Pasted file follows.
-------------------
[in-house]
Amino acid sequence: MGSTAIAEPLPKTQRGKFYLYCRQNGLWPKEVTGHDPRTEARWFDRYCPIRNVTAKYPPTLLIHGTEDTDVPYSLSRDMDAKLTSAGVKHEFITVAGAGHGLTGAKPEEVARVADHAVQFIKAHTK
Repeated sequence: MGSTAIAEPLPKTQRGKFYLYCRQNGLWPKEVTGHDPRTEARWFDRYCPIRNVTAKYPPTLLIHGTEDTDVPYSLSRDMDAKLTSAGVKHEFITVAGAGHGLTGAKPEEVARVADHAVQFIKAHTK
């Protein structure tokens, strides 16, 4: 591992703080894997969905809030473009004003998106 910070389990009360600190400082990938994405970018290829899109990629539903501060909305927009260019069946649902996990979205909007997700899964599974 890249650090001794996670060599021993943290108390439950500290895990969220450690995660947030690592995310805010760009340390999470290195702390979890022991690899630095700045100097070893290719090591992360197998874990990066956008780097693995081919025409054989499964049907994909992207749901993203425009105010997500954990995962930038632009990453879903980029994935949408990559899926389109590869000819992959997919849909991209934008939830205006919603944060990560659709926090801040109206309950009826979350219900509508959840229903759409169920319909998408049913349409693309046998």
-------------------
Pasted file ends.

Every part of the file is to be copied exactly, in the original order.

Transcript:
[in-house]
Amino acid sequence: MGSTAIAEPLPKTQRGKFYLYCRQNGLWPKEVTGHDPRTEARWFDRYCPIRNVTAKYPPTLLIHGTEDTDVPYSLSRDMDAKLTSAGVKHEFITVAGAGHGLTGAKPEEVARVADHAVQFIKAHTK
Repeated sequence: MGSTAIAEPLPKTQRGKFYLYCRQNGLWPKEVTGHDPRTEARWFDRYCPIRNVTAKYPPTLLIHGTEDTDVPYSLSRDMDAKLTSAGVKHEFITVAGAGHGLTGAKPEEVARVADHAVQFIKAHTK
């Protein structure tokens, strides 16, 4: 591992703080894997969905809030473009004003998106 910070389990009360600190400082990938994405970018290829899109990629539903501060909305927009260019069946649902996990979205909007997700899964599974 890249650090001794996670060599021993943290108390439950500290895990969220450690995660947030690592995310805010760009340390999470290195702390979890022991690899630095700045100097070893290719090591992360197998874990990066956008780097693995081919025409054989499964049907994909992207749901993203425009105010997500954990995962930038632009990453879903980029994935949408990559899926389109590869000819992959997919849909991209934008939830205006919603944060990560659709926090801040109206309950009826979350219900509508959840229903759409169920319909998408049913349409693309046998």